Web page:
Bring on the Tour, it may well be one of the best ever, given that the great riders survive the crashes and illness.
The Mount Washington Hill Climb is the world's most difficult hill climb event? Obviously this guy is from the East where MT Washington is considered one of the great mountains of the world. Have you ever been to the Alps or any of the mountains in the Western US? Have you heard of the MT Evans hill climb? The vertical is far greater than that of the MT Washington Hill climb and the altitude makes it even more difficult. Yeah, MT Washington HC is steep - there's no altitude effect (thin air) and its steep out west in the canyons that are too narrow to switch back. For example, the auto road going up Great Basin National Park (MT Wheeler) on the NV/UT border puts MT Washington to shame. (I've been up the MT Washington road). There are hill climbs in CA, UT, WA, CO and throughout Europe that make MT Washington look a lot less than it does next to MT Wachuesett or Nashoba Valley (Eastern Molehills for those not familiar with them). Yes, Tyler Hamilton is a great rider. I'm not taking anything away from him. Just don't call Mount Washington anything it ain't. Its not even an average bigger mountain in the Rockies in terms of vertical.
I think in the "labeling greatest ever US pro cyclist, etc" you're missing the point. As a nation the US has two of the most remarkable cyclists in both LeMond & Armstrong.
Yes ,Armstrong has attained incredible results, and is a phenomenon on wheels, but there's more than that in being a pro cyclist, and, in that respect, I think LeMond retains the edge.
Greg LeMond, is remembered for many things in pro cycling, not least his cycling victories.
His financial demands on teams influenced pro riders and pro teams, thus enabling cyclist's salaries from European teams to finally enter the 21st century. No bad thing.
LeMond was innovative and adventurous with equipment choice: Oakleys, tri bars, helmet radios, hardshells became fashionable with LeMond. He forced European teams who employed him to relax their attitudes to pro cyclists, to accommodate this American kid: playing golf mid week, in the season, diets, he truly did it his way, and left an indelible mark on European pro cycling.
In amongst this don't forget a brother in-law who mistakes him for a turkey, (or rabbit) and shoots him. I'm sorry but I always find that bit funny. He then comes back to win another Tour de France, in the most exciting manner possible, ripping the heart out of a French hero, in his home town, on the last day of the biggest cycle race in the world. It truly gets no better.
I genuinely don't think Armstrong will ever gain the influence over cycling that LeMond attained. He may achieve a greater number of victories, and deservedly so, no doubt, but amongst other moments his conduct with Bassons in the Tour a couple of years ago, when he had the ideal opportunity to stand up, and decry "cheats" as Bassons indeed stating within Le Equipe, instead Lance joined the sheep and followed. When he was in a position to influence many things, he buckled.
And in that moment, he, in my opinion, lost the moment to become a cycling great.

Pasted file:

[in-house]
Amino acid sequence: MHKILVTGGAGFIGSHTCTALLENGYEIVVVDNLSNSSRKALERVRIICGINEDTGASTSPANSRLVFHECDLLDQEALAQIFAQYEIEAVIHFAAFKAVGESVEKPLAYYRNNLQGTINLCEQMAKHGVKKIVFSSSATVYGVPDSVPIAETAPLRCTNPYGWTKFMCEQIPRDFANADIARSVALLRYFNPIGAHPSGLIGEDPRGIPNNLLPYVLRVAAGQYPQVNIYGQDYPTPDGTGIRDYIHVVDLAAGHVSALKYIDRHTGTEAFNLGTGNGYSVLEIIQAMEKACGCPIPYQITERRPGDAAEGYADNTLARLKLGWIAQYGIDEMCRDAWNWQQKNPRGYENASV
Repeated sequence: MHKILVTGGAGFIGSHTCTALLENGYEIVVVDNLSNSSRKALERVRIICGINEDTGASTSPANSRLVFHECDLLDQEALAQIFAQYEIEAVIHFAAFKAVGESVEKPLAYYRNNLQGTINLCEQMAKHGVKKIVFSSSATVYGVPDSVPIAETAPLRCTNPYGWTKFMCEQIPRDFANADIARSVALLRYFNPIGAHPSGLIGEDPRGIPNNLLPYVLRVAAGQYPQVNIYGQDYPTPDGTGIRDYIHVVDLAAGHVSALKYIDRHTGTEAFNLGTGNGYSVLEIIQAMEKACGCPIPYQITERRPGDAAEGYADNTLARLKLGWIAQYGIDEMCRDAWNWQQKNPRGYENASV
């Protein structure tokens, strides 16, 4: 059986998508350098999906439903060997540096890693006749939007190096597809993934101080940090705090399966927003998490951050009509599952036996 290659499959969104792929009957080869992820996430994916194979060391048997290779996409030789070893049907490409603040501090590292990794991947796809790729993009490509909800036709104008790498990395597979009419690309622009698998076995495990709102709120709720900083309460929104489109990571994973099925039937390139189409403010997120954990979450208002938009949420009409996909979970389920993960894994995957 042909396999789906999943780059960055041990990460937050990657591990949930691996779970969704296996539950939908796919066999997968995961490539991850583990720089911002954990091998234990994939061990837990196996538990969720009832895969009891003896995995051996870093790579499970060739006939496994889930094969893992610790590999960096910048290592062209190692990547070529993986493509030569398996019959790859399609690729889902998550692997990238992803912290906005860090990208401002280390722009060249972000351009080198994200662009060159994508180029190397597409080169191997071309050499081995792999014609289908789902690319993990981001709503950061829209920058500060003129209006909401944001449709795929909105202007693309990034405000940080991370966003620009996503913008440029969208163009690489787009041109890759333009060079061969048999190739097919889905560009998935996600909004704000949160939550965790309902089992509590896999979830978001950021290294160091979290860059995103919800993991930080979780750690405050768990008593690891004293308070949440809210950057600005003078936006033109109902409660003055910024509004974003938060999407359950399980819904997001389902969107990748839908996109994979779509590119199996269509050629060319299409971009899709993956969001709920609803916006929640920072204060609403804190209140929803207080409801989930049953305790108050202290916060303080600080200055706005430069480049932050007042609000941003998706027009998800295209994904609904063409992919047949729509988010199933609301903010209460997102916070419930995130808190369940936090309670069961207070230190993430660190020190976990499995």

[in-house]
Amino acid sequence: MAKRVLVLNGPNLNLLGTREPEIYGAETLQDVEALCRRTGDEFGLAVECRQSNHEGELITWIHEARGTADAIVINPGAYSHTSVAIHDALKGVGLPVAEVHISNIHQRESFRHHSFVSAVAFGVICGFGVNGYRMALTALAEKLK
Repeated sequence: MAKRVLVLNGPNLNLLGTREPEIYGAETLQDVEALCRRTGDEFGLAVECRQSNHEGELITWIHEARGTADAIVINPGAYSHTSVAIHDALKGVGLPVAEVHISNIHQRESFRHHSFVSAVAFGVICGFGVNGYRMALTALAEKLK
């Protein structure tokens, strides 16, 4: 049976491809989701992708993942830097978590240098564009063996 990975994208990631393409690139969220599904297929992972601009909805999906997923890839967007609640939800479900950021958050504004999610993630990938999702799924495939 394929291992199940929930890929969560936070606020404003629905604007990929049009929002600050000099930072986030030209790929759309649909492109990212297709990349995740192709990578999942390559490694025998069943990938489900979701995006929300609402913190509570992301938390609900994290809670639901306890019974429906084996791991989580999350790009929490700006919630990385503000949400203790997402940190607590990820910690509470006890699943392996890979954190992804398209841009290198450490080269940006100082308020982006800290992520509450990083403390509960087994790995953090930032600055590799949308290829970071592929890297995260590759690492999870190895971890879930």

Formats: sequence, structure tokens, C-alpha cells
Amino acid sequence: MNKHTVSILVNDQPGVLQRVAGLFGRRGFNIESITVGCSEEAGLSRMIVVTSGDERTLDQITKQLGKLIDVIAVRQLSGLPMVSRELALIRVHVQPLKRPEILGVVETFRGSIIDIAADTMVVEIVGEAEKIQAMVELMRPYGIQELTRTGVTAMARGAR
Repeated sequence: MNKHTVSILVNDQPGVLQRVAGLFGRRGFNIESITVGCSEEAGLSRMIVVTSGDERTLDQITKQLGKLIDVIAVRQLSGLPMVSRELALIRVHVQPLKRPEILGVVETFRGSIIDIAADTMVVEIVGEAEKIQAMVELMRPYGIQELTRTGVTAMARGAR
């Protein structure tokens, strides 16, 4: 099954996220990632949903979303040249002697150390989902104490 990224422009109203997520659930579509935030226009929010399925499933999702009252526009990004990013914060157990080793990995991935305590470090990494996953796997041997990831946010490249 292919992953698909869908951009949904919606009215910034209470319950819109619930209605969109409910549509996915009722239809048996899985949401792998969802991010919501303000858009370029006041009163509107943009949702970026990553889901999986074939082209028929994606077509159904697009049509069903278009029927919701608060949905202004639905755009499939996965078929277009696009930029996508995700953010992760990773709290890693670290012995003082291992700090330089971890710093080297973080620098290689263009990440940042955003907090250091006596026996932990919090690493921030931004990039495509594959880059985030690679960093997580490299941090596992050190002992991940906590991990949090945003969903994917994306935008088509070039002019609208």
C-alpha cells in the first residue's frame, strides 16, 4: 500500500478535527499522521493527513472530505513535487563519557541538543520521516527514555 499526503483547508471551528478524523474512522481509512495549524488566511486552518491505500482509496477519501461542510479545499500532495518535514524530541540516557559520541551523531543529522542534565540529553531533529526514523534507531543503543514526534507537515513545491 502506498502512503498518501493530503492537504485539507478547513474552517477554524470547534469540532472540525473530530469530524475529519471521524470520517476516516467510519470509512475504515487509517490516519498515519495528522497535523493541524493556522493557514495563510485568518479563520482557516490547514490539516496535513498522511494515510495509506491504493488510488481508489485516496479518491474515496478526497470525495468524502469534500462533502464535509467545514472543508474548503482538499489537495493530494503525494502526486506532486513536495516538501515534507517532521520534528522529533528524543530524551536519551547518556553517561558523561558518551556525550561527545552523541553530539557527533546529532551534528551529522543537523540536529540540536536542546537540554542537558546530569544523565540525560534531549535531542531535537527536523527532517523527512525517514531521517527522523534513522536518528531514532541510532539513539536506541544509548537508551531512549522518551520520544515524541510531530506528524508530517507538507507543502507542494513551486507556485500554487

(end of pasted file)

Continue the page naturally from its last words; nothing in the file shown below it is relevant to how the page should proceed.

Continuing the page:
Tour jersey holders #2
I don't think Hinault accomplished the trifecta of TdF jerseys. I think the last (and only?) person to do it was Eddy Merckx. I believe it was '69.
Lance was one of the very few who used a special TT bike, other than Simoni or Belli. The weather was not extremely hot and he rode in the evening.
Armstrong's TT bike #2
For the TdS uphill TT, Lance used his standard road bike, with clip-on aero bars. He was quoted as saying he didn't change bikes like a lot of the others, because he felt that the most important thing in a time trial is to maintain a constant rhythm.
Armstrong's TT bike #3
In response to the request to identify Lance's bike from the mountain ITT in the TdS. The pictures indicate that it was a standard road frame with clamp-on aero bars installed. However, it was not his standard Trek 5500 road bike that he uses in most races. I am pretty certain that the bike is a Trek 5900, an ultra light bike made specifically for mountainous stages. It is made using a lighter weight carbon fiber than the 5500. Also, if you look closely at some of the pictures you can see that the front derailleur shifter is on the down tube and not integrated into the left brake. And according to comments by Lance afterwards he did not switch bikes during the ITT.
Armstrong's TT bike #4
According to Graham Watson on Lance's website, Lance did switch bikes mid-race. Both he and Tyler began the TT wearing aero helmets and, although they dropped them mid-race, I believe they were wearing short sleeved skinsuits and shoe covers for the entire TT. The bike Lance rode for the second part appeared not to be the black bike he used in earlier stages and at Amstel Gold. It was a pearl gray and had round tubing and short aero bars, which he did use on parts of the climb. My guess is that he has a dedicated climbing bike for the Tour again this year.
A word about the comments on Lance suffering in the heat. The average high in Midland TX, where Lance grew up, in July is 95F and the record set in 1989 is 112F. In Texas, 90F degree heat is the norm in the summer. Riding in the heat for Lance is probably like bringing a little bit of home across the Atlantic.
The last month's letters